Abstract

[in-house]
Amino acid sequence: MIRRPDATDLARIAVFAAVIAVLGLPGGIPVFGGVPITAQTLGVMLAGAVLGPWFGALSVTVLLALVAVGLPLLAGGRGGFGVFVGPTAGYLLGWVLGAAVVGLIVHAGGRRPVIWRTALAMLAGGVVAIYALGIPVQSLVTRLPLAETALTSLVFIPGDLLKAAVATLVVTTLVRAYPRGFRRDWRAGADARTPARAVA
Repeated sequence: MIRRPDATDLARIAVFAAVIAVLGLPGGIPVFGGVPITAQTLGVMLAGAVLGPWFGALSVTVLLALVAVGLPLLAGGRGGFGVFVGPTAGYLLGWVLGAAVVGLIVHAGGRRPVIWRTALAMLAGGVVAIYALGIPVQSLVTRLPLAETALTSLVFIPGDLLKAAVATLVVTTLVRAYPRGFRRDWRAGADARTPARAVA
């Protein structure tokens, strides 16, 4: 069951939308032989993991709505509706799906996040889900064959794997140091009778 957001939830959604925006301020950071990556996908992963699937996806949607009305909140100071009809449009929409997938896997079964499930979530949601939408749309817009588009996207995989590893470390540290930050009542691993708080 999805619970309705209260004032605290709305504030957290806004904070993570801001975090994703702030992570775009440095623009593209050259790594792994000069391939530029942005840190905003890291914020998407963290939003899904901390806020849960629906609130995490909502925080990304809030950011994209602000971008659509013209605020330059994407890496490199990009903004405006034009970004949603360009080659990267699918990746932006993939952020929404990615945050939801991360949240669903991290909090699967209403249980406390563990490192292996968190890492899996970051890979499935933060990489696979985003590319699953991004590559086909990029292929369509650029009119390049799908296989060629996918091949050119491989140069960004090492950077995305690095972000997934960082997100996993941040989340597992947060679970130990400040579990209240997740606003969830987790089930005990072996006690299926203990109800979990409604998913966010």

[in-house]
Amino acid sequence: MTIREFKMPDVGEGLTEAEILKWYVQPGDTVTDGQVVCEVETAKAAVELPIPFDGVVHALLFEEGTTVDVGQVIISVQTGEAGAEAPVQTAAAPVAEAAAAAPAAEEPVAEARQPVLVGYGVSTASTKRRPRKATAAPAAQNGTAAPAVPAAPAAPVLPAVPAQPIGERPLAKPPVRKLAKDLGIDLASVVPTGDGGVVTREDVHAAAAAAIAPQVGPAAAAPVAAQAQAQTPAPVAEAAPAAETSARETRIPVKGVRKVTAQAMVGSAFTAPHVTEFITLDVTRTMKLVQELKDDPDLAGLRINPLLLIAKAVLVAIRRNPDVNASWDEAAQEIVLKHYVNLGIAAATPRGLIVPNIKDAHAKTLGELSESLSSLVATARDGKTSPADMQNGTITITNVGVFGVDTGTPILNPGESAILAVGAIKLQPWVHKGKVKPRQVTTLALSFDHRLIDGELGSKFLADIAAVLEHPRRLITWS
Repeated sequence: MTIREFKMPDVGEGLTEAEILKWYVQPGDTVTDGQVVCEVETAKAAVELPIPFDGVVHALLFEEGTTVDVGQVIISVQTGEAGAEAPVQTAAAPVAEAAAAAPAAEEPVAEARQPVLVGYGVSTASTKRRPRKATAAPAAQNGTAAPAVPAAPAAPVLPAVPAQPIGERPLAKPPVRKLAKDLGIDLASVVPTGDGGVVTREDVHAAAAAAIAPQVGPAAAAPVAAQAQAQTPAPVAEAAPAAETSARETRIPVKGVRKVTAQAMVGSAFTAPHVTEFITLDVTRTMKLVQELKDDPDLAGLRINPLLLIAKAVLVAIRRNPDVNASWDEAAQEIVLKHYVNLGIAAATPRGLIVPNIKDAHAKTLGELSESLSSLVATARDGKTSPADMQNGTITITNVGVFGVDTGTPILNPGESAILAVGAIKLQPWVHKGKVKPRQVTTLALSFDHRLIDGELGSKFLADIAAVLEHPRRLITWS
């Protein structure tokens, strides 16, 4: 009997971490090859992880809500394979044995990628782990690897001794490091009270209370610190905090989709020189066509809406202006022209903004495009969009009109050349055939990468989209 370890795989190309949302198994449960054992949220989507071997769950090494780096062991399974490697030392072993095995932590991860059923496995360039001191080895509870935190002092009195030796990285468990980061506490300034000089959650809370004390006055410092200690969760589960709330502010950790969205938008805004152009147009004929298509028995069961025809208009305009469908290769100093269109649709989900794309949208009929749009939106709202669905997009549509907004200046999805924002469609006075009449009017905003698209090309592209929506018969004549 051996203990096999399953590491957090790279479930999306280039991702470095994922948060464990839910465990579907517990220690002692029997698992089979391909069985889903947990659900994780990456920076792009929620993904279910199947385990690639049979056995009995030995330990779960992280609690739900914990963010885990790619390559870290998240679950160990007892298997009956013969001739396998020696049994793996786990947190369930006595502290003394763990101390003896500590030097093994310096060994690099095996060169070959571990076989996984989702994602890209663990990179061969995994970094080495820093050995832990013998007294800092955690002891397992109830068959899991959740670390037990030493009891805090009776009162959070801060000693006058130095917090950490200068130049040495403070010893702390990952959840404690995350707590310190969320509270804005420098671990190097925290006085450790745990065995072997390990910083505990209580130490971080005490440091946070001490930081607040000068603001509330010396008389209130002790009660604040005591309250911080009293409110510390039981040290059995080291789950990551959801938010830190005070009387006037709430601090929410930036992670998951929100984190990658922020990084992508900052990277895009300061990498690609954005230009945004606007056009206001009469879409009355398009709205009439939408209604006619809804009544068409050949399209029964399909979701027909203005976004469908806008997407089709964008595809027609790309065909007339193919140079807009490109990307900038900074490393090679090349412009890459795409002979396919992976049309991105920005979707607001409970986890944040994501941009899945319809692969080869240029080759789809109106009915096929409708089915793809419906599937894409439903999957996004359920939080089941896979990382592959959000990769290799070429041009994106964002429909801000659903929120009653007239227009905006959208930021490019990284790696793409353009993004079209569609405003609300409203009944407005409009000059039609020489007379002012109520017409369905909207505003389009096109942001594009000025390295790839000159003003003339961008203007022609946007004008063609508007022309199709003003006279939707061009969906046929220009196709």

Behavioral studies have shown that statistical properties of object groups are perceived accurately with brief exposure durations. This finding motivated the hypothesis that ensemble perception occurs rapidly in vision. However, the precise timing of ensemble perception remains unclear. Here, we used the superior temporal resolution of electroencephalography to directly compare the timing of ensemble processing to that of individual object processing. The P3b was chosen as a particular component of interest, as it is thought to measure the latency of stimulus evaluation. Participants performed a simple “oddball” task in which sets of 51 lines with varied orientations sequentially flashed briefly on the display. In these sequences, there was a 20% chance of an individual oddball, wherein one marked object tilted clockwise, and a 20% chance of an ensemble oddball, wherein the average orientation of the set tilted clockwise. In counterbalanced blocks, participants were instructed to respond to either individual or ensemble oddballs. ERP analysis was performed to test the timing of this processing. At parietal electrodes, P3b components were found for both individual and ensemble oddballs. Ensemble P3b components were found to occur significantly earlier than individual P3b components, as measured with both 50% area latency and 50% onset latency. Using multivariate pattern analysis, ensemble oddball trials were classifiable from standard trials significantly earlier in their timecourse than individual oddball trials. Altogether, these results provide compelling evidence that ensemble perception occurs rapidly and that ensemble properties can be available earlier than individual object properties.

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